o  I need to make peace with cancer in my body. I don’t want to ignore it and I don’t want to be obsessed with it. I want to accept it as part of the package of who Laird is today. I’m a person who is not done living and still has a lot to contribute in the world. Today though, unlike two years ago, I am a person with cancer and I need to make choices going forward that keep that in perspective. I do not know how much time I have left (do any of us?) and want to choose consciously how I apportion my time. It probably means more time with friends and loved ones, and less as a process professional, and that’s OK. (I think of it as a late-in-life course correction.) The key is wanting to be more conscious and the label helps me maintain vigilance about my choices.

o  As a professional facilitator, I am always looking for additional ways to bridge to people, especially outliers. I’ve come to understand that my history of good health has, ironically, been a barrier with some folks (how could anyone who’s been that blessed possibly understand what I’m going through?) even as it’s helped me maintain a heroic work schedule (until I collapsed in December). Thus, being a cancer survivor gives me another point of engagement, that I fully intend to use where applicable.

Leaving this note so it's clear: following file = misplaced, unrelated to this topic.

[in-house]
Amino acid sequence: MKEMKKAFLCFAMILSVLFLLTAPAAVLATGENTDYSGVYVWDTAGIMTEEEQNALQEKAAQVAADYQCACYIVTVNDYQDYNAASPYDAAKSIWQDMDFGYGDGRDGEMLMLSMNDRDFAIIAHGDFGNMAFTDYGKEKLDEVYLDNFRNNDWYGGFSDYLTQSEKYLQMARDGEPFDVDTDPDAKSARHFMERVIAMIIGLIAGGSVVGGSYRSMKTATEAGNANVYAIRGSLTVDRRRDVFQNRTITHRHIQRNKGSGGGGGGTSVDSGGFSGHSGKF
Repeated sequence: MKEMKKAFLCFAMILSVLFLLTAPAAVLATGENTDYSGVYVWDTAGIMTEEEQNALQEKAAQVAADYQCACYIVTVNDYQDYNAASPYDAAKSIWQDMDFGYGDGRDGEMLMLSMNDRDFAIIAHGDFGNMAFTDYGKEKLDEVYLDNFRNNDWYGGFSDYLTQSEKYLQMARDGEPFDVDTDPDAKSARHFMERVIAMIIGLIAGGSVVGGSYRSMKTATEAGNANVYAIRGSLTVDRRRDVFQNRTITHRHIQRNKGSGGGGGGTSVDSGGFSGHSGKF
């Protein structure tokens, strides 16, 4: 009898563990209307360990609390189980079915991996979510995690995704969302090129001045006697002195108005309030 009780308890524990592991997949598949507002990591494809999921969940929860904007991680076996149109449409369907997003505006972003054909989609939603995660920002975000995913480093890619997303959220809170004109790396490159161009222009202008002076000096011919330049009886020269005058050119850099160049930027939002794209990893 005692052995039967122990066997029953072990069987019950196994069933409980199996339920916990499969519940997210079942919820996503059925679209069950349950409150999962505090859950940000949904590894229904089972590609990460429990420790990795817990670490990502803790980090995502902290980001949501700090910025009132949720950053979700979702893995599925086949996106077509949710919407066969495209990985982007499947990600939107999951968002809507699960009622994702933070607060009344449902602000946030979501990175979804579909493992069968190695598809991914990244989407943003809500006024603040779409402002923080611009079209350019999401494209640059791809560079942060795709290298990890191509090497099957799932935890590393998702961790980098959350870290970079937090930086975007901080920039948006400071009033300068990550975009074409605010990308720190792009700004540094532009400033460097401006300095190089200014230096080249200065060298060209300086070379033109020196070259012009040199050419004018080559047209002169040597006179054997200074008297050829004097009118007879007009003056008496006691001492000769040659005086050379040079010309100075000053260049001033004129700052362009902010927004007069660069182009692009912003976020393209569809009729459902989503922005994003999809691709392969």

o  So much of what we identify as hard in life has to do with fear, and I’ve learned that by shining the light in dark corners fear is diminished. Because I want to make it easier to talk about fear, it’s incumbent upon me to take the first step. Thus, my cancer becomes an opportunity, and the label is an invitation.

o  You are right, I think, to point out that it's more accurate to say that we've survived our treatments than that we've survived our cancers, the remnants of which remain in our systems with uncertain futures. That said, it is not for me to tell another whether it is a label they should wear. 

Long ago I made the choice to be a public person. Not only does that mean that I ply my crafts in the public eye (as a public speaker, as a professional facilitator, as a writer), it also means that I have committed to live my life with a high degree of transparency and a willingness to explain how I got to hold the positions and viewpoints that I do. (If you're not interested, don't read my blog; no one's arm is being twisted.)